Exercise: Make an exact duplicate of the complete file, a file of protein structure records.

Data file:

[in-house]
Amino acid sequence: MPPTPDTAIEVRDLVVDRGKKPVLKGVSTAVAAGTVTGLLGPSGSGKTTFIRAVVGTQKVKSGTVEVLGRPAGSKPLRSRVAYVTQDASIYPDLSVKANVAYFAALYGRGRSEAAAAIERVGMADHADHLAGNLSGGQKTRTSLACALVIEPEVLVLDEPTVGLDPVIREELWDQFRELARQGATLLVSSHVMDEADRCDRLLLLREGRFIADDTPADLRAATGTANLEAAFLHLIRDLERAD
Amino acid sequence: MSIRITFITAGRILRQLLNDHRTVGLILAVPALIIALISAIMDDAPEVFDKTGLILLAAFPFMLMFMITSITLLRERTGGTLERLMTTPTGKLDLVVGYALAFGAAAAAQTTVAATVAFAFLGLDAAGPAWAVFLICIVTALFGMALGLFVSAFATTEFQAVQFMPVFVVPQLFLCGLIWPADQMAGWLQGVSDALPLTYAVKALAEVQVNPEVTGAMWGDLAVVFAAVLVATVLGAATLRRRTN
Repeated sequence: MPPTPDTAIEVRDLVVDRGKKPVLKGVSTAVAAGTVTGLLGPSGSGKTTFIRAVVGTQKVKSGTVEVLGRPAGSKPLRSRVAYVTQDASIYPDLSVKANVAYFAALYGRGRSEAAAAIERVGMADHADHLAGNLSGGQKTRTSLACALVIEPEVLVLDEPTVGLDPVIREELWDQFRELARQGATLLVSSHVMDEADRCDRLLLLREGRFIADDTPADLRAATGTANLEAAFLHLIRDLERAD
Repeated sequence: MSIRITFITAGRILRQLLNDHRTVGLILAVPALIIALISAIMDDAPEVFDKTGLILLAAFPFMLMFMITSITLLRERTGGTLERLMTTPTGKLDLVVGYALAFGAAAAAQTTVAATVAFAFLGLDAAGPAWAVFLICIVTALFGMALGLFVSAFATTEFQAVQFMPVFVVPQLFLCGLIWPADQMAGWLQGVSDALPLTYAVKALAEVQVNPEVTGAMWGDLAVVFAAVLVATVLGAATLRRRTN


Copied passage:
[in-house]
Amino acid sequence: MPPTPDTAIEVRDLVVDRGKKPVLKGVSTAVAAGTVTGLLGPSGSGKTTFIRAVVGTQKVKSGTVEVLGRPAGSKPLRSRVAYVTQDASIYPDLSVKANVAYFAALYGRGRSEAAAAIERVGMADHADHLAGNLSGGQKTRTSLACALVIEPEVLVLDEPTVGLDPVIREELWDQFRELARQGATLLVSSHVMDEADRCDRLLLLREGRFIADDTPADLRAATGTANLEAAFLHLIRDLERAD
Amino acid sequence: MSIRITFITAGRILRQLLNDHRTVGLILAVPALIIALISAIMDDAPEVFDKTGLILLAAFPFMLMFMITSITLLRERTGGTLERLMTTPTGKLDLVVGYALAFGAAAAAQTTVAATVAFAFLGLDAAGPAWAVFLICIVTALFGMALGLFVSAFATTEFQAVQFMPVFVVPQLFLCGLIWPADQMAGWLQGVSDALPLTYAVKALAEVQVNPEVTGAMWGDLAVVFAAVLVATVLGAATLRRRTN
Repeated sequence: MPPTPDTAIEVRDLVVDRGKKPVLKGVSTAVAAGTVTGLLGPSGSGKTTFIRAVVGTQKVKSGTVEVLGRPAGSKPLRSRVAYVTQDASIYPDLSVKANVAYFAALYGRGRSEAAAAIERVGMADHADHLAGNLSGGQKTRTSLACALVIEPEVLVLDEPTVGLDPVIREELWDQFRELARQGATLLVSSHVMDEADRCDRLLLLREGRFIADDTPADLRAATGTANLEAAFLHLIRDLERAD
Repeated sequence: MSIRITFITAGRILRQLLNDHRTVGLILAVPALIIALISAIMDDAPEVFDKTGLILLAAFPFMLMFMITSITLLRERTGGTLERLMTTPTGKLDLVVGYALAFGAAAAAQTTVAATVAFAFLGLDAAGPAWAVFLICIVTALFGMALGLFVSAFATTEFQAVQFMPVFVVPQLFLCGLIWPADQMAGWLQGVSDALPLTYAVKALAEVQVNPEVTGAMWGDLAVVFAAVLVATVLGAATLRRRTN